I don't get the point you're trying to make with that interview.

So cheating is bad only if it can potentially physically harm the person doing the cheating?

Lip Man 1
05-11-2007, 02:27 PM
Pat:

I think Jim is saying and I agree with him, that there's is a difference between 'cheating' and 'gamesmenship'. Logically and morally there may not be a difference but in the history of baseball there apparently is.

Lip

PaulDrake
05-11-2007, 02:30 PM
I still can't believe that some compare greenies to designer steroids. I also can't believe the lack of awareness of the long term effects of amphetamines. Yes, in the short run you can pull that all nighter that will help you get an A. It might help you snag that line drive you would have missed, or connect solidly with a pitch you would have popped up. In the long run any "upper" is going to drag you way down. It my youth we called them speed freaks, I guess today they are meth heads. In any case, it's not a pretty sight. Long term serious use of amphetamines does not enhance your performance in anything. How in the hell can anyone look at the before an afters for Sosa, McGwire and especially Bonds and say that someone like Hank Aaron gave himself a similar edge? If you don't believe me, if I lack the necessary credibility, then read again that part of Lip's interview with Jim Kaat. That should put it all in perspective. I hope.

Oblong
05-11-2007, 02:30 PM
But isn't this Mitchell thing nothing more than a dog and pony show for baseball in an attempt to show the world that they're "doing something" when in fact they aren't really donig anything. There's nothing to be done. You can't go back and change anything, even records. All you can do is affect teh future and baseball has tough standards now. Admitting this isn't accepting or condoning steroids, it's accepting the fact that history actually happened. Everybody knows players took them or PE drugs. Does it make it right. That's irrelevant. It happened. In the words of Al Pacino in scarface this is just something to give people someone to point a finger at so they can "that's the bad guy". That's all.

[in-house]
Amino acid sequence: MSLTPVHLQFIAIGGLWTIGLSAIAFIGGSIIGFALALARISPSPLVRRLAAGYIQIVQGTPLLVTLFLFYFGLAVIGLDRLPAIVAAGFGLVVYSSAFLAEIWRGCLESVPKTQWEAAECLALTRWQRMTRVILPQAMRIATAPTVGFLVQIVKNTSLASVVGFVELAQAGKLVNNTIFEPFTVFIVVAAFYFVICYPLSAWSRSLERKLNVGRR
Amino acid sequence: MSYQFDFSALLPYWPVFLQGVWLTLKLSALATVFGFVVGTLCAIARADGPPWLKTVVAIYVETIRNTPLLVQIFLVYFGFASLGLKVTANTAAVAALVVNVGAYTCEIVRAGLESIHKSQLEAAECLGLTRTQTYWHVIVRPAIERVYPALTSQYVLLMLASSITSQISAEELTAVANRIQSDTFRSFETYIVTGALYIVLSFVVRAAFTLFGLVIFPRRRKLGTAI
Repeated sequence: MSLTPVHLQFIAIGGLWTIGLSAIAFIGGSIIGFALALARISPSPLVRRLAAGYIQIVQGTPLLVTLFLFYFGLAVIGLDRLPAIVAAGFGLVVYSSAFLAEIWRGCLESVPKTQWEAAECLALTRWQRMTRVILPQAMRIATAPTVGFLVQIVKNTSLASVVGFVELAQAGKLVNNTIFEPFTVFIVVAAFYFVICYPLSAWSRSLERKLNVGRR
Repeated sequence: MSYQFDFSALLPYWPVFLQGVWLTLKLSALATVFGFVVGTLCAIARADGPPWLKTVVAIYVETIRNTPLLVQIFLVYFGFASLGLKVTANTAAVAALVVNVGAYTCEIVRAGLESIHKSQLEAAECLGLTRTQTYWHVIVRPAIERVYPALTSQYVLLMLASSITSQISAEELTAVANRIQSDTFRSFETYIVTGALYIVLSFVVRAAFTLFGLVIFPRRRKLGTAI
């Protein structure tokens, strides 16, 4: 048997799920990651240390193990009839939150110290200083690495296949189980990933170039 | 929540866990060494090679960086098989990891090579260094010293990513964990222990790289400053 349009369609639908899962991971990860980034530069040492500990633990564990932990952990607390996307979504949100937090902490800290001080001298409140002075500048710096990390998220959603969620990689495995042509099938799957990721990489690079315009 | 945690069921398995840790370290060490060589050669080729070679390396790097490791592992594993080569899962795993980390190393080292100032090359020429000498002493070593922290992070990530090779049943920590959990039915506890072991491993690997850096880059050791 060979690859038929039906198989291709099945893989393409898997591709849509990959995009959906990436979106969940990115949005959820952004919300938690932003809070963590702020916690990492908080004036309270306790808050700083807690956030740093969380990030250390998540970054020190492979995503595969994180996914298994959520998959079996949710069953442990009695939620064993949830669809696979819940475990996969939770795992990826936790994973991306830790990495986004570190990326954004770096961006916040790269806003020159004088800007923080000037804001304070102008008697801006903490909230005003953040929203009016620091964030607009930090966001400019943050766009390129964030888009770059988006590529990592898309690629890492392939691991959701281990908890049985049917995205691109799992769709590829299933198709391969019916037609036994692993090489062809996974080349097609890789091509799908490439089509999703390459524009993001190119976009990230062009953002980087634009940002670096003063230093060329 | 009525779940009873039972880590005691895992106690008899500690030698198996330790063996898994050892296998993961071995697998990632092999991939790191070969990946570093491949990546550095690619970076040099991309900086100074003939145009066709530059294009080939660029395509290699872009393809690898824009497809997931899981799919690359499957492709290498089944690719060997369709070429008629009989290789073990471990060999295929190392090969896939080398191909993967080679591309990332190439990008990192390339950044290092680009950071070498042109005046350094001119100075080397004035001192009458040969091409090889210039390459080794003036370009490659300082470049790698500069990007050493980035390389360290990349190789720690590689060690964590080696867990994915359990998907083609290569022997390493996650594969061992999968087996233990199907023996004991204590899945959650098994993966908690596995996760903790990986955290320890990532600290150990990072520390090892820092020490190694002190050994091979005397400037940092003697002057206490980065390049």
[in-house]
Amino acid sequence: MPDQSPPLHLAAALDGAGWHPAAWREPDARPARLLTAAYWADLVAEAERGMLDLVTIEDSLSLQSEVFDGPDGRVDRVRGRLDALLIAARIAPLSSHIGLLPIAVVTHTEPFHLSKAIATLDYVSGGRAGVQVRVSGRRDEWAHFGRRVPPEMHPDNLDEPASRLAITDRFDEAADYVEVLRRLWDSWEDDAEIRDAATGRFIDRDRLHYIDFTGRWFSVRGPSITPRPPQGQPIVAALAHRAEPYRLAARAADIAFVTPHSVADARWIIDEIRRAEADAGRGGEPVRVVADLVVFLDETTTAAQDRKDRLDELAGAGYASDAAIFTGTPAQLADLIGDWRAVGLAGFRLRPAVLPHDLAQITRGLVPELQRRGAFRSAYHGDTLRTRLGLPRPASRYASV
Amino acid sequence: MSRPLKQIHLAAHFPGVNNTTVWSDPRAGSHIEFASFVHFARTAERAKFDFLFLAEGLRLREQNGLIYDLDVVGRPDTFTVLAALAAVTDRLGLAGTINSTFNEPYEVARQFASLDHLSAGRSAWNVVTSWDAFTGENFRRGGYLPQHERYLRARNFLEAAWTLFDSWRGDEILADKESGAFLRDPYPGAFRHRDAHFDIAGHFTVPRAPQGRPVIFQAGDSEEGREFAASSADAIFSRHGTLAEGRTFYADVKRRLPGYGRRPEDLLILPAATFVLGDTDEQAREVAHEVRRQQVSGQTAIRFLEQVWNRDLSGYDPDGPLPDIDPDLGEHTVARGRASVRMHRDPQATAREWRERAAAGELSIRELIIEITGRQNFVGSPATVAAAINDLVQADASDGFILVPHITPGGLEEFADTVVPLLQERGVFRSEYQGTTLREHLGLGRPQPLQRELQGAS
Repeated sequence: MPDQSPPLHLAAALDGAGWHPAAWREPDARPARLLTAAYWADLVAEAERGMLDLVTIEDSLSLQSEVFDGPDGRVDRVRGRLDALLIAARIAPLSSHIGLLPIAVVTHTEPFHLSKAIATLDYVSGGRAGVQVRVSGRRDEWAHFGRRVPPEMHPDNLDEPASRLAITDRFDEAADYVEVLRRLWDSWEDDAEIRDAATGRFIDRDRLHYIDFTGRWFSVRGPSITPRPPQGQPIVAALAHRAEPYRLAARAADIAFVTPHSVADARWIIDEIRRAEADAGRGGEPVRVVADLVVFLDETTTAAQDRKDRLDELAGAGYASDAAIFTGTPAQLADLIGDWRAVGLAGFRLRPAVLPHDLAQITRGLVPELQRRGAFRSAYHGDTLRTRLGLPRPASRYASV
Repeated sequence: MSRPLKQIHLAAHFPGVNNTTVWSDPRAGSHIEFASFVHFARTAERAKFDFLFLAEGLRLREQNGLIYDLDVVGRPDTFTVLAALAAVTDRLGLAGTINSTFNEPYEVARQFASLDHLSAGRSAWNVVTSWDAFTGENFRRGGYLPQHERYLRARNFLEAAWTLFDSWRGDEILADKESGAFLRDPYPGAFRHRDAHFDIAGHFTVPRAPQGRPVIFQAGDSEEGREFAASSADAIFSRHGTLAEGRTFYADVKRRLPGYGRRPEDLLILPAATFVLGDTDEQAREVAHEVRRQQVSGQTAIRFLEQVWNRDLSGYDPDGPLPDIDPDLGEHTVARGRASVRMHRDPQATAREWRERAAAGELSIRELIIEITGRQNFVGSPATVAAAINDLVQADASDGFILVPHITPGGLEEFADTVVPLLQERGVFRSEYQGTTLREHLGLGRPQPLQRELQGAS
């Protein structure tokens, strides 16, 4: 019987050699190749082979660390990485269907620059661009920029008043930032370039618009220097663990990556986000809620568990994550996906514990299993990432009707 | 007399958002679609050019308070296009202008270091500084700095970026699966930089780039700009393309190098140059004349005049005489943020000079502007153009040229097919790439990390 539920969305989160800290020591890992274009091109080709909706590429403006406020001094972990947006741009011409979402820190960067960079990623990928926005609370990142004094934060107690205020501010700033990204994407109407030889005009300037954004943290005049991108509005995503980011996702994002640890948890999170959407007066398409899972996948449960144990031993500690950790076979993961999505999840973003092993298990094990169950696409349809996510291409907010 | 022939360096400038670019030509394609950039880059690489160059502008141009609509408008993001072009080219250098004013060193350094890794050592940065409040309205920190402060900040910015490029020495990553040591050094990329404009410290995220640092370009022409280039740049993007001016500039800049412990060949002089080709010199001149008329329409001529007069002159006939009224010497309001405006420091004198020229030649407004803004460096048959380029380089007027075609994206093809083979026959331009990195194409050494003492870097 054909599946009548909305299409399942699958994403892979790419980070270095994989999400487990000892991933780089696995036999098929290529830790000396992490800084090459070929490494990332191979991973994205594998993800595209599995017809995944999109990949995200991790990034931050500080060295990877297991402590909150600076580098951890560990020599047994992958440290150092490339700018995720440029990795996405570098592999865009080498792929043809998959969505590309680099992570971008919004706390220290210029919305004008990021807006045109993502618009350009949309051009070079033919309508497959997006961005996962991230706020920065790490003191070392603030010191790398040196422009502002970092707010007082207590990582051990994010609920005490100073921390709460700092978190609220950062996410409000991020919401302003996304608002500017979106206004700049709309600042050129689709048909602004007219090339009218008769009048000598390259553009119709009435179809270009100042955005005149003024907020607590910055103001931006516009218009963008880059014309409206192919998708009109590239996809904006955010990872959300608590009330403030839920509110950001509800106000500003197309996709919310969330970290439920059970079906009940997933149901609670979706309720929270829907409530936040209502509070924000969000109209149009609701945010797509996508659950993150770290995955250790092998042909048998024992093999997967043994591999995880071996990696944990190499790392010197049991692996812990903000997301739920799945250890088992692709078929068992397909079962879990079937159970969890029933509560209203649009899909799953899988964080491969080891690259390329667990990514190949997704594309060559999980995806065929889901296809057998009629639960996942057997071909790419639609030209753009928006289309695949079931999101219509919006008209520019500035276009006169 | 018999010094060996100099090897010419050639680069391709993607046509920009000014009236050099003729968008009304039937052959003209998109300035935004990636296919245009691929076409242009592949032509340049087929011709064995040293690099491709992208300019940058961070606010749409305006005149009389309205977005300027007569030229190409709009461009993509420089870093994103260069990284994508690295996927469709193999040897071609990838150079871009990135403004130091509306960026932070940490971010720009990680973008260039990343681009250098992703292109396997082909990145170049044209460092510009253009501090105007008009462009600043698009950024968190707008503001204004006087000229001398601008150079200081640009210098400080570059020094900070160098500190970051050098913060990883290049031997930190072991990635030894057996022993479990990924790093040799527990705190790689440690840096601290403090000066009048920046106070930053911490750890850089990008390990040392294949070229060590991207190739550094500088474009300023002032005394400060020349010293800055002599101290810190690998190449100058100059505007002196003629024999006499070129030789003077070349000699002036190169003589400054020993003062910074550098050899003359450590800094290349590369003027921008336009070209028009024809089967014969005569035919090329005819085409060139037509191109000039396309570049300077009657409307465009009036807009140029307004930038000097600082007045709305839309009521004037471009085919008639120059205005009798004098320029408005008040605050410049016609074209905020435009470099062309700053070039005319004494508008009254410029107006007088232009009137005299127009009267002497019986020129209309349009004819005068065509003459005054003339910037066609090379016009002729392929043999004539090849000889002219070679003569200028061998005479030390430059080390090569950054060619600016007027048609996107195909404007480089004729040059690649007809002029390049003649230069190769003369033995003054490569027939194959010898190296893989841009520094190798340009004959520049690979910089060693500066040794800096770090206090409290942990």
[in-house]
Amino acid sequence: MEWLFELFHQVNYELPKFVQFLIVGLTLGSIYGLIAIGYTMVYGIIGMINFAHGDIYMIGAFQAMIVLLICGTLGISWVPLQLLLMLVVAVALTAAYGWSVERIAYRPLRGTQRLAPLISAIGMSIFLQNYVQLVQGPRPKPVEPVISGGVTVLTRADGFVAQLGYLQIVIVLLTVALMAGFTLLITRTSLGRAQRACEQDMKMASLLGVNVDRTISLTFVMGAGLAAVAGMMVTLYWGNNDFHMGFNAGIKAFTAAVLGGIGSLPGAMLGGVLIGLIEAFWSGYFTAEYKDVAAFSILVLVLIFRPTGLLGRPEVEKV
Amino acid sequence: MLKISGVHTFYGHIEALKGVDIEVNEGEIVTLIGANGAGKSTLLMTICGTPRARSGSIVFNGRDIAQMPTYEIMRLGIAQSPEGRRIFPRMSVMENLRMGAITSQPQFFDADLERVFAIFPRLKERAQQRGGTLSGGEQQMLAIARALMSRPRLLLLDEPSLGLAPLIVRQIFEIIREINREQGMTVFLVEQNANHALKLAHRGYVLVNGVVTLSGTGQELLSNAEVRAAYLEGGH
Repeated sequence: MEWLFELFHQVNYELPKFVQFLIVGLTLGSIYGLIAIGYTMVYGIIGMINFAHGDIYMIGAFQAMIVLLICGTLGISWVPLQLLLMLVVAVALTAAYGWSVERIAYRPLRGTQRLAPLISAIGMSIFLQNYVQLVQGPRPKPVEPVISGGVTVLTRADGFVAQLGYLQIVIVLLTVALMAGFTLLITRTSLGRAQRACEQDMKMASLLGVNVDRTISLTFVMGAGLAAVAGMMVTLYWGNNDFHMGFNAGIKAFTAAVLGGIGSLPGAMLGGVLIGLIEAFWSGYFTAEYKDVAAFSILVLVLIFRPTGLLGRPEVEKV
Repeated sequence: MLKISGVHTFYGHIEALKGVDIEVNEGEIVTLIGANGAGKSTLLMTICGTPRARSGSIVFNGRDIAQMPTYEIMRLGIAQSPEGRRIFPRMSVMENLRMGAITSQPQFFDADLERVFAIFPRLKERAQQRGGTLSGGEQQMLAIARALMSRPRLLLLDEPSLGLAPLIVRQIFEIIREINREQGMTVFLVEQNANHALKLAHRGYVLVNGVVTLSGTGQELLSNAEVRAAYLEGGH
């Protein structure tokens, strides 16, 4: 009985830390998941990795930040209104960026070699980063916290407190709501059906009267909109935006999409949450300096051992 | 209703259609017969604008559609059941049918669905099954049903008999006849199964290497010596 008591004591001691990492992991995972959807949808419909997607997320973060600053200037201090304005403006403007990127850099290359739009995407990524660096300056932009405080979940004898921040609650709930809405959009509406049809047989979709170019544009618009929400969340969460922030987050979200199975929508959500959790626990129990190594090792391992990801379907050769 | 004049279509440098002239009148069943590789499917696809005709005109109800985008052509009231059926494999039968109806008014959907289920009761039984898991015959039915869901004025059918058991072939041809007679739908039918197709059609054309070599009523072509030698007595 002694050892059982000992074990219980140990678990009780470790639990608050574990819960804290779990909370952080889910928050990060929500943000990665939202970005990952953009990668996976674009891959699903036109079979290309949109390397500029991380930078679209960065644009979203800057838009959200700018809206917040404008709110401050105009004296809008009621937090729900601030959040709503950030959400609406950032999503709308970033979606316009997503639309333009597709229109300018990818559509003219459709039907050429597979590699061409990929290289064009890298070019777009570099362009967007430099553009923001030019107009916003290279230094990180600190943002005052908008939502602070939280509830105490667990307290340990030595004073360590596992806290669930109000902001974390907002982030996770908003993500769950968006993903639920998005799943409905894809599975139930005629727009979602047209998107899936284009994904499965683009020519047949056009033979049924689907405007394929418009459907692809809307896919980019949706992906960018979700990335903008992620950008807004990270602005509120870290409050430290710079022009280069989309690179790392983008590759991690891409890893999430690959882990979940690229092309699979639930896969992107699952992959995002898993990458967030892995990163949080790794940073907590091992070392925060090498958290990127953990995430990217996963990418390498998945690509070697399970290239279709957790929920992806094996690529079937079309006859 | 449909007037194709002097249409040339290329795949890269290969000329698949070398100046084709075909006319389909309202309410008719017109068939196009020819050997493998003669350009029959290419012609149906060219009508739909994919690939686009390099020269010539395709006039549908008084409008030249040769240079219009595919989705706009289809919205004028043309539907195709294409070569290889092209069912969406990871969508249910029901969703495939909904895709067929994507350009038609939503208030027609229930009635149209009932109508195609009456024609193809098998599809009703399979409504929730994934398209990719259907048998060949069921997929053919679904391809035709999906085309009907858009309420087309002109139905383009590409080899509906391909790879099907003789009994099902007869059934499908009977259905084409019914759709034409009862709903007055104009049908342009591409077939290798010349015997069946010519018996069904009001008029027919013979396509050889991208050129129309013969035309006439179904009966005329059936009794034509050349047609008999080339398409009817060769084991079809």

seventyseven
05-11-2007, 02:33 PM
It is a mess that was allowed to happen because 10 years ago baseball NEEDED McGwire and Sosa after the strike.

This has got to be one of the most overused and unsupported statements uttered in sports. So so crap. :mad:

Oblong
05-11-2007, 02:34 PM
Pat:

I think Jim is saying and I agree with him, that there's is a difference between 'cheating' and 'gamesmenship'. Logically and morally there may not be a difference but in the history of baseball there apparently is.

Lip

Yes. And to further illustrate a culture difference, logically and morally there may not be anything wrong with stealing signs but many in the baseball subculture consider that a form of cheating, like a casino considers counting cards cheating. They can't arrest you for it but they can bar you.

Luke
05-11-2007, 02:34 PM
So a quicker reaction time isn't going to help you be a better hitter?

Studies on athletes prove your assertion that they do not enhance performance to be incorrect.

Of course they improve performance. I'm sorry if I inferred that they didn't. I just think their ability to improve performance (specifically power) is dwarfed by that of HGH, and while use of HGH has probably been less widespread, it's much more visable and profound.

My point was, regardless of the fact that people abused them, and we turned a blind eye, doesn't mean MLB should make the same mistake with steroids/HGH. Just becasue MLB failed to take action before, doesn't mean they should now.

What about the effect of pitching a ball?

I don't know. I'm always suprised to see pitchers using it because velocity is so dependant on mechanics and factors other than muscle. Strong legs are a big part of pitching, but strong legs are not unattainable with routine work. Physiologically, we're still not sure why some skinny short guys have stronger arms than big strong guys.

Fenway
05-11-2007, 02:39 PM